Continuing from the last post (Three Rules for Database Work), I wanted to drill into some database versioning strategies that have worked well for me.
Caveats and Considerations
As a preface, let me say there are many different strategies that can work. I'm not presenting the one true way. My goal is to roll out database changes in a consistent, testable, reproducible manner. I'm used to working with largish databases that are packaged to install behind a customer's firewall. I don't want to use naïve update scripts that run for 6 hours. Concerns like this bias my thinking and strategies. Every application should manage database change, but you'll have to decide on the simplest strategy that works for your environment.
The first step in versioning a database is to generate a baseline schema. This is the starting point for versioning a database. After you've published the baseline to an authoritative source, any changes to the schema require a schema change script (a topic for the next post, because I have a feeling this is going to be long for a blog post).
You are probably not going to baseline the database on day 1 of a project. I'd suggest letting the early design of the schema settle in a bit so you are not creating a huge number of change scripts. This might sound like I'm suggesting you need to do some big, up front schema design – but that's not true. You can get pretty far into an application these days with in-memory data, fakes, stubs, mocks, and unit tests. Once the model in your code starts to stabilize, you can start thinking of the schema required to persist all the data. If you are ORMing, you can even generate the first schema from your model.
On the other hand, maybe your project and database have already been around a couple years. That's ok – you can baseline today (tomorrow at the latest), and manage change moving forward.
If you want to do things the hard way, then open a new file in a text editor and write all the SQL commands that will create every table, constraint, function, view, index, and every other object in your database. You'll also want to include commands that populate lookup tables with static data and include any bootstrap data needed by the application. Test the new script against a fresh database server and if successful, commit the file to source control. Consider your schema baselined!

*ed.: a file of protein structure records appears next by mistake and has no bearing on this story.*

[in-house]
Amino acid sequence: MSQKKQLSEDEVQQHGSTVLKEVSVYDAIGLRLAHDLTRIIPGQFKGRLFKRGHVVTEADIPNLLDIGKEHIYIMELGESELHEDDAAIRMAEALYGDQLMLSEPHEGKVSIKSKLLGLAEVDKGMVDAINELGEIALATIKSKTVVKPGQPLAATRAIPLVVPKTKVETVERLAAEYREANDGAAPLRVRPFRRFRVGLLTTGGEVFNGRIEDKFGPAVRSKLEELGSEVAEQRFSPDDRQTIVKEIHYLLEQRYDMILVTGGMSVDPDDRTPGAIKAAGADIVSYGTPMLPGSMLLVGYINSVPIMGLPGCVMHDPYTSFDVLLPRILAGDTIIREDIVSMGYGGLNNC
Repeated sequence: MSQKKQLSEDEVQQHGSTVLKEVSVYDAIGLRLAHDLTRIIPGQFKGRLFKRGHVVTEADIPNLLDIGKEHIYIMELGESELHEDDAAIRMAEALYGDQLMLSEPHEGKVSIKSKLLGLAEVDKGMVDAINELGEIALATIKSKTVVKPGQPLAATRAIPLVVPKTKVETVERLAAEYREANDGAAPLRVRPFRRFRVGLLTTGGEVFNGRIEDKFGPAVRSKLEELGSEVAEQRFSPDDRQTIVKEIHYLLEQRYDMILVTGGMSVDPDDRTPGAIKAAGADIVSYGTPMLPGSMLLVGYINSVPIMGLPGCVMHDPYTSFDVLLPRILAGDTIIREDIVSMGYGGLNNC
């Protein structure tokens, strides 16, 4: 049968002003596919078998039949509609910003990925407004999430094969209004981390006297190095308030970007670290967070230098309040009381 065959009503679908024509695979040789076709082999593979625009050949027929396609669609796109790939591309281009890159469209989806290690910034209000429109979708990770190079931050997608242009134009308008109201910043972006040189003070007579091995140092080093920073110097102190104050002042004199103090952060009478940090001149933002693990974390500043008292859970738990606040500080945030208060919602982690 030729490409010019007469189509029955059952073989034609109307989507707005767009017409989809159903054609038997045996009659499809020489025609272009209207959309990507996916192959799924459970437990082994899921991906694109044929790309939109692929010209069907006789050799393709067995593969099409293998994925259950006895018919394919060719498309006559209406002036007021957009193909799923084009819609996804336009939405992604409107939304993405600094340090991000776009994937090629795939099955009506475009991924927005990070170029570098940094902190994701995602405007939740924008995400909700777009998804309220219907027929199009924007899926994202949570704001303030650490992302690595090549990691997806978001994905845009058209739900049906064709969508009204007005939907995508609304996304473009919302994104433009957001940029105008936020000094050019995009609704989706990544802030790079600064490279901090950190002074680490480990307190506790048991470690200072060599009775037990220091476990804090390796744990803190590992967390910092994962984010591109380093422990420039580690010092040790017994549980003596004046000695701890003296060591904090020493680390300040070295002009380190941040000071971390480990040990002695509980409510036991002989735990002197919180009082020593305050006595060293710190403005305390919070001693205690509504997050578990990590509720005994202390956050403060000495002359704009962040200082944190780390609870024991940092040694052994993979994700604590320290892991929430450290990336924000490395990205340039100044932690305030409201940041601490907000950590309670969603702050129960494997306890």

Nobody really does this step the hard way, though. Most of us use tools that we point to a database, and the tools generate one or more scripts for us. Some people like to generate everything into one big script file. Others like to generate one script file for every database object. SQL Server Management Studio provides both option when you elect to script a database. I've seen both approaches work, but the "one file per object" approach feels cumbersome on a day to day basis, and unwieldy if the number of objects grow into the thousands.
Personally, I like to take a hybrid approach. I like to keep all of the SQL needed to create tables, constraints, defaults, and primary indexes in a single file. Any views, stored procedures, and functions are scripted one per file.
If you go the multiple file approach, make sure to write a batch file, shell script, application, or some other form of automation that can automatically locate and run all of the script files required to install the database. Human intervention in this process is a step backwards.
Also, many tools like to include CREATE DATABASE commands and/or include database names in the scripts they generate. You'll want to purge any reference to a hardcoded database name. You want the name to be configurable (a default name is fine), and you probably want to support multiple databases for your application on the same database instance (mostly for testing).
Whichever approach you take (one single file, or multiple files), you now have scripts that can recreate the database schema on any developer machine, test machine, or production machine. Everyone uses the exact same schema. Congratulations! You've just increased the quality of your software because the database can be reliably reproduced in any environment.
I Almost Forgot the Most Important Ingredient
At some point in the future, the schema will have to change. Before you baseline the database you need to add a table to record these schema changes. The following table is the kind of table I'd use to track every change to a database.
The first baseline schema script should, as the last step, officially install version 1.0 of the database: